Special Publications and Reports
This section includes books, briefings and reports authored or co-authored by OPHI.
To read papers in OPHI Briefings series click here.
The 2020 global MPI report profiles a global study covering 5 billion people of harmonised trends in multidimensional poverty. It explores if countries, before the pandemic, were on track to halve their multidimensional poverty if observed trends continued. In the context of COVID-19, which unfolded as the report was compiled, the report offers simulations of the possible impacts of the pandemic on the global MPI. A decade away from the targets of the 2030 Agenda for Sustainable Development, the report concludes with an in-depth analysis of multidimensional poverty from the perspective of a selection of SDGs.
This joint handbook by the United Nations Development Programme (UNDP) and the Oxford Poverty and Human Development Initiative (OPHI), University of Oxford, provides practical guidance for policymakers, statisticians, practitioners and others seeking or engaged in developing a national Multidimensional Poverty Index (MPI). It is also intended as a resource for academics, journalists and others interested in broadening their country’s poverty metrics, in line with the 2030 Agenda and Sustainable Development Goals (SDGs).
Read more and download the Handbook here.
The 2019 global MPI publication Illuminating Inequalities released on 11 July 2019 sheds light on the number of people experiencing poverty at regional, national and subnational levels, revealing inequalities across countries and among the poor themselves. The publication is jointly developed by the Oxford Poverty and Human Development Initiative (OPHI) at the University of Oxford and the United Nations Development Programme Human Development Report Office (UNDP HDRO).
Read more and download the report here.
The Global Multidimensional Poverty Index Report: The Most Detailed Picture to Date of the World’s Poorest People presents the revised global MPI index which was launched jointly by OPHI and UNDP in September 2018.
Read more, and download the report, here.
‘Economics among the Road Scholars’ is the first chapter of Jean Drèze’s book Sense and Solidarity: Jholawala Economics for Everyone (2017). Read more, and download the chapter, here.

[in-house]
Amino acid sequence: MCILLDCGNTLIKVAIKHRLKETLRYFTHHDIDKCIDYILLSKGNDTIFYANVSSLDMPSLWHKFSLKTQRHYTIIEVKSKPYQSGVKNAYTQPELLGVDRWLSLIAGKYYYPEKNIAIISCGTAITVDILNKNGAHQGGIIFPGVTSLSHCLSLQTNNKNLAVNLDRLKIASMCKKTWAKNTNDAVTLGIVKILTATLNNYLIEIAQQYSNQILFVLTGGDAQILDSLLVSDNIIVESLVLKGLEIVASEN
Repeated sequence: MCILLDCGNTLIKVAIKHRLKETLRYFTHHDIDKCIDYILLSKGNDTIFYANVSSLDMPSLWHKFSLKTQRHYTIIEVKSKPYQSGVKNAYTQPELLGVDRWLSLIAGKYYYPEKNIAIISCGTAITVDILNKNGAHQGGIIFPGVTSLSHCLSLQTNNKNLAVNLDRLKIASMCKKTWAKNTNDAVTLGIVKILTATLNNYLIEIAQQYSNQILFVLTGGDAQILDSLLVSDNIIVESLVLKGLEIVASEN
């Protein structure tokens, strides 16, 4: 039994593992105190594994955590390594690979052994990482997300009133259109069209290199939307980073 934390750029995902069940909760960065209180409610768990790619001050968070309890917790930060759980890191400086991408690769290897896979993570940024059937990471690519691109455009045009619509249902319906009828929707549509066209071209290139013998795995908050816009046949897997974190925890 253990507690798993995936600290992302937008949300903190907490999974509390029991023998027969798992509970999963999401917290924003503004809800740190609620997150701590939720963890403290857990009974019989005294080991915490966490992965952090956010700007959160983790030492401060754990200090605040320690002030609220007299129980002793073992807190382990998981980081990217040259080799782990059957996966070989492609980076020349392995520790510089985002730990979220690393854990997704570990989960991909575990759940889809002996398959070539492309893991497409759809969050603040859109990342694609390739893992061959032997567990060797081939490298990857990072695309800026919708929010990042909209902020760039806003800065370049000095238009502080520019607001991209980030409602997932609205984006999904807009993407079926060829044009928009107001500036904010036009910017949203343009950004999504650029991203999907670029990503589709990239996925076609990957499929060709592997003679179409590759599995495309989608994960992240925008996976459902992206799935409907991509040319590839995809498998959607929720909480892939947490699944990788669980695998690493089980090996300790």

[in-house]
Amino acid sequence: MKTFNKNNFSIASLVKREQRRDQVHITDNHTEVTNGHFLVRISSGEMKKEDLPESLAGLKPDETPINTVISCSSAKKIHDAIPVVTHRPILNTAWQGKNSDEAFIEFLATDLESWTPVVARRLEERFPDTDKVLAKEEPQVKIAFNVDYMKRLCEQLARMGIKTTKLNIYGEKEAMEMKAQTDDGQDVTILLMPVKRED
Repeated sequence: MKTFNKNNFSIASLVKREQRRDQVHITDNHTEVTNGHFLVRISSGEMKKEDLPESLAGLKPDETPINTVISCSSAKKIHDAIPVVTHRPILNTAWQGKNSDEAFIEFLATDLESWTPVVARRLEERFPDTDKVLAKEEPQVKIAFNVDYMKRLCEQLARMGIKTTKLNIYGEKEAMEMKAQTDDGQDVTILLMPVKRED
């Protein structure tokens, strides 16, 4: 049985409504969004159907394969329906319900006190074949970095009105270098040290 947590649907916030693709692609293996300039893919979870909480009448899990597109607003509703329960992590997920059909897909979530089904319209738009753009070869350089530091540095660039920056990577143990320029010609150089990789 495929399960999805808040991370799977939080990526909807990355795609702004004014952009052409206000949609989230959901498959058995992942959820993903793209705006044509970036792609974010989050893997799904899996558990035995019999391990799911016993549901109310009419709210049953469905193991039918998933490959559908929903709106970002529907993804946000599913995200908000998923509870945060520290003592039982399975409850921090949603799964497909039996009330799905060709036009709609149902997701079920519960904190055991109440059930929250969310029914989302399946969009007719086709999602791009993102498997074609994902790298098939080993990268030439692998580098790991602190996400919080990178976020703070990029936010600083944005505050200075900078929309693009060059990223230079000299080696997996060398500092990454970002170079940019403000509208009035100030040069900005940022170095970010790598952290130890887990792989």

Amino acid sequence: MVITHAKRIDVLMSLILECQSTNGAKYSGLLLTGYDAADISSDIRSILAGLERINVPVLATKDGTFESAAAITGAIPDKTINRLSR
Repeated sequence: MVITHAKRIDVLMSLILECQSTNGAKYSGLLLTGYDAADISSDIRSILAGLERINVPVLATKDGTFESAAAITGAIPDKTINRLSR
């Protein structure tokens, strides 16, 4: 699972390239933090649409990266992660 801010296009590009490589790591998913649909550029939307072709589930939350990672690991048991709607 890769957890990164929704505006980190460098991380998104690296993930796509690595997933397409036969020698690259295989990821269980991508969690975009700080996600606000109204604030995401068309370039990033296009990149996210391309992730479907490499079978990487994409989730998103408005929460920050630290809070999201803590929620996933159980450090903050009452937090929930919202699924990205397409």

The full book, published by Oxford University Press, is available as an open access title under the terms of a CC BY-NC-ND 4.0 licence and free to download from the publisher’s website and here.
Multidimensional Poverty Measurement and Analysis by Sabina Alkire, James Foster, Suman Seth, Maria Emma Santos, José Manuel Roche and Paola Ballon, is an in-depth and precise account of multidimensional measurement. It is aimed at graduate students in quantitative social sciences, researchers of poverty measurement, and technical staff in governments and international agencies who create multidimensional poverty measures. The book was published by Oxford University Press in 2015.
Read more about the book.
Measuring Progress Toward Empowerment – Women’s Empowerment in Agriculture Index: Baseline Report, 2014
Co-authored by Sabina Alkire (OPHI), this report provides a comprehensive analysis of the Women’s Empowerment in Agriculture Index (WEAI) baseline survey results, summarizing both findings from the WEAI survey and the relationships between the WEAI and various outcomes of interest to the US Government’s Feed the Future initiative. These poverty, health, and nutrition outcomes include both factors that might affect empowerment and outcomes that might result from empowerment.
Read more about the WEAI and download the report.
Co-authored by Sabina Alkire (OPHI), this brochure gives an overview of the Women’s Empowerment in Agriculture Index (WEAI) structure and purpose.
Read more about the WEAI and download the brochure.
This guide, published in 2012, introduces the 2010 Gross National Happiness (GNH) Index of Bhutan. It explains the origins of the concept of GNH, its grounding in Bhutanese culture and history, and describes how the concept is being operationalised in the form of the GNH Index in some novel and innovative ways. The Index draws on 2010 GNH survey.
Find out more, and download the guide, here.